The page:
C39FCDD6-8D5E-4E17-A25C-0850D9251B85.jpeg

93365D11-B188-4B1E-BF87-48315E839626.jpeg

Edited by conny_g

Share this post


Link to post
Share on other sites

PCB holder mount on an acrylic build plate replacement is done. I can now just swap the glass into the acrylic plate and start to drill.

Have done this for the UV laser exposure solution, too - if the measurements of the "build plate" is accurate there is actually little tolerance in the placement of the frame/holder. For the exposure plate it's only some 0,5mm I usually need to correct the home position and also just 0,5-1mm in angle error for the 160mm PCB length.

 

It's laser cut from scrap pieces of acrylic. Bottom side transparent 2mm, top side white 2mm, glued together. Resulting in the 4mm height also the glass plate has. So the glass plate mount works for this plate, too.
Melted thread inserts into the bottom of the PCB holder and cut a larger hole in the lower side acrylic so that the holder can be screwed from the bottom with the screw head countersunk into the acrylic.

That's the core reason for using the 2 layers of acrylic - aside of looking nice (could have used 4mm plywood, too) I can countersink the screw.

Now there is some more software work to do for the calibration process (home position, angle error).
And to enable multiple copies on one Euro PCB. The exposure scripts can do that to multiply the PNG export from eagle and position it X/Y multiple times, but the drill script currently only uses the one set of hole coordinates exported from eagle.

 

fullsizeoutput_1ef5.jpeg

fullsizeoutput_1ef4.jpeg

fullsizeoutput_1ef3.jpeg

  • Like 1

Share this post


Link to post
Share on other sites

Congratulations! This is a magnificient add-on: a relatively simple concept, but very versatile. This basic concept could also be useful for engraving (like nameplates), lasercutting, and similar things which require high accuracy but relatively light mechanical loads.

 

A question: when drilling with very small drills (0.5mm), how is stability of the drill head? Does it wobble? When last doing electronics (>10 years ago), I found that this was the biggest problem when drilling holes manually: drills could easily break at the slightest wobble, sometimes due to not holding the board well enough, sometimes due to the slight wobble in the drill head (standard but worn out Dremel).

 

Share this post


Link to post
Share on other sites

@geert_2,

I actually use this mount method already for a diode laser of 150mW for PCB exposure. But it could also be higher power for cutting or engraving.

Ah, and I have used the 150mW laser for cutting paper stencils for SMD PCBs. Requires to paint the paper black with a laser printer to make sure the low power laser can cut it (black absorbs the energy better and makes sure the laser can pierce through the paper at all) and it cuts veeeeery slow (like 1mm per second), but it works.
Still less work than putting the solder paste on the PCB manually.... don't care if the stencil takes 20-30mins to make.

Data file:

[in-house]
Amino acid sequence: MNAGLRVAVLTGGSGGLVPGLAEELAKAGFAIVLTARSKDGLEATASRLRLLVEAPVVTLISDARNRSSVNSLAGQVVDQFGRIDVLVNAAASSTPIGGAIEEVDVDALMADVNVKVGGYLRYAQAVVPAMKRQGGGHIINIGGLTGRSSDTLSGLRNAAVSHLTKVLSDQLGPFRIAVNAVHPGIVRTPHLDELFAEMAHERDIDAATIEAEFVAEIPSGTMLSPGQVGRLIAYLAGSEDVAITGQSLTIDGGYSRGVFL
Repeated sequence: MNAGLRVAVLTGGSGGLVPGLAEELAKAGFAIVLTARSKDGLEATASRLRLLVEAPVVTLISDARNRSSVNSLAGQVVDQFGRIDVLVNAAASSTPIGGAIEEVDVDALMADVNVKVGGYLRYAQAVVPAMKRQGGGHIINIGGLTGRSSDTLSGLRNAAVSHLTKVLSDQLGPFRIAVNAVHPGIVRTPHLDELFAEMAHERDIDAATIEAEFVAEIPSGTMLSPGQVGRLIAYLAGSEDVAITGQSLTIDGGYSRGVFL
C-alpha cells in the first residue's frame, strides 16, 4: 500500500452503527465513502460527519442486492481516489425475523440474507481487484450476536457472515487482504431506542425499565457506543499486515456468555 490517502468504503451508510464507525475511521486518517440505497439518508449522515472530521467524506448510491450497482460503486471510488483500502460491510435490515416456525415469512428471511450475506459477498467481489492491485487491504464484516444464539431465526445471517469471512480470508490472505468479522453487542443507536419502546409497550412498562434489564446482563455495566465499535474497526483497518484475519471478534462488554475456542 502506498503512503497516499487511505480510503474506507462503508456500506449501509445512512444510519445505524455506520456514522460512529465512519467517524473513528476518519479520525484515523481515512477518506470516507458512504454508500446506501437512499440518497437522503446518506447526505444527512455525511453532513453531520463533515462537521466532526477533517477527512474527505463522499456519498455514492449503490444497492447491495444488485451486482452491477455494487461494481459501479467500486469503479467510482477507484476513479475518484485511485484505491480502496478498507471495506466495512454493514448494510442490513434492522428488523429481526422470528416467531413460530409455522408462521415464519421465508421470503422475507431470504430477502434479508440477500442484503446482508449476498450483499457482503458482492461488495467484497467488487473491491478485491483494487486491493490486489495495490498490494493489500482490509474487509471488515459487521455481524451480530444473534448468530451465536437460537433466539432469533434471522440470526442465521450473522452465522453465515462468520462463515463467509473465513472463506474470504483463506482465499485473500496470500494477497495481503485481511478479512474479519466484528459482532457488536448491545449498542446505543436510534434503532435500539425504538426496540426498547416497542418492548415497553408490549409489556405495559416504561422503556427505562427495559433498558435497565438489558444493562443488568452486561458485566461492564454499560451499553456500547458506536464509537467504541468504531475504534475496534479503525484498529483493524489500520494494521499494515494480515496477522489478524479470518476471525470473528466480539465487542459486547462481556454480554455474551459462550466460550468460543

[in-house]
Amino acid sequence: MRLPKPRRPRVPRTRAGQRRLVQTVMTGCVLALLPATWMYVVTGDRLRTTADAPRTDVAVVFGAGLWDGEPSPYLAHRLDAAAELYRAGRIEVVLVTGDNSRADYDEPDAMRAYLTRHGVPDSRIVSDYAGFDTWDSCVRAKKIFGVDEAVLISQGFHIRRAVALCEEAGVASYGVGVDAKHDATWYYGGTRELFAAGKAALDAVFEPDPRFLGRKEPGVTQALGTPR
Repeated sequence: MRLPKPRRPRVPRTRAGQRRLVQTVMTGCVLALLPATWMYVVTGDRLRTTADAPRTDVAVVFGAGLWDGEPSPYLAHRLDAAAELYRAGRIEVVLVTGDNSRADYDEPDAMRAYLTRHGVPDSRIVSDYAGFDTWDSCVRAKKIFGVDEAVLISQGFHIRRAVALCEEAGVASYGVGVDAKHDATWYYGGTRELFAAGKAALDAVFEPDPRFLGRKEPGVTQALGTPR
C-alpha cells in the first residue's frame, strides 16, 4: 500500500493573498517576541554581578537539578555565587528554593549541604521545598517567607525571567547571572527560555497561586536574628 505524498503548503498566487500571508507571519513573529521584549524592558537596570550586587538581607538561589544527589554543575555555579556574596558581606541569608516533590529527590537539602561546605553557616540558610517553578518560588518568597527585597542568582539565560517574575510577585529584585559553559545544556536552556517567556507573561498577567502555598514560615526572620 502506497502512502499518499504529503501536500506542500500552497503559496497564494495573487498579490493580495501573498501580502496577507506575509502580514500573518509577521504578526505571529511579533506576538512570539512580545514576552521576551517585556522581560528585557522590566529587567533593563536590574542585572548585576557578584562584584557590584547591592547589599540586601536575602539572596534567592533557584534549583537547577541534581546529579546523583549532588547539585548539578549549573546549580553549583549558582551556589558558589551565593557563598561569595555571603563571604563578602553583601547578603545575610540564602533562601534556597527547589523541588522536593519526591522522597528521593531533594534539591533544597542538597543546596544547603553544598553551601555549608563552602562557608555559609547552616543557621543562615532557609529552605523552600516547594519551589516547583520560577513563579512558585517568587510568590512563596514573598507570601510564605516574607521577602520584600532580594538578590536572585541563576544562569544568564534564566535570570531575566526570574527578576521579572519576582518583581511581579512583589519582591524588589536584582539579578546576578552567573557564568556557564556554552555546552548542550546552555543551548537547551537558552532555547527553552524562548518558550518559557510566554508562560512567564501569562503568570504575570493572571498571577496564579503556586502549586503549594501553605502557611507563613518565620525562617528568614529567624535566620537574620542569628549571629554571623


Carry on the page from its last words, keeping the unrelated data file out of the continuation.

If you are interested, the whole process is: export the pads as Gerber, use a python script to convert the Gerber to g-code for the 3D printer, black the paper with laser printer (ideally two times for shiny surface = less absorbent, easier to distribute the paste), cut the stencil with the laser, spray the black surface with transparent lacquer to make it less absorbent. After drying for 1 hour you can use it as a stencil, even more than once.


Engraving (not laser, regular engraving) I am not sure if that's going to work. The magnetic mount holds fine for light forces in Z direction, a few newton. But it will fall off with more force in that direction or even with lighter forces in X/Y.
But of course the mount could be strengthened - it's just a bit more redesign. My motivation was to do as little as possible of (re)design on top of the Mark2 fixture to add the Dremel. And that succeded for this purpose.

 

Regarding small drills and wobble. Have no experience yet, but the test in the video with 0.8mm drill bit was totally uncomplicated, no wobbling, no breaking of the bit. So I am not worried if it will work with 0.6mm - which is the smallest drills I use.
So let's see the next tests after I finished the software part.

I think the Dremels are quite good quality regarding wobbling. I tried a cheap $10 drill a few months ago and it's drill bit holder is a nightmare, wobbling like hell. Possibly one future iteration of this thing is to replace the Dremel flex extension with a decent quality DC motor with drill bit holder. Would make it more compact and it'd be still inexpensive.

Edited by conny_g

Share this post


Link to post
Share on other sites

Create an account or sign in to comment

You need to be a member in order to leave a comment

Create an account

Sign up for a new account in our community. It's easy!

Register a new account

Sign in

Already have an account? Sign in here.

Sign In Now

×

Important Information

Welcome to the Ultimaker Community of 3D printing experts. Visit the following links to read more about our Terms of Use or our Privacy Policy. Thank you!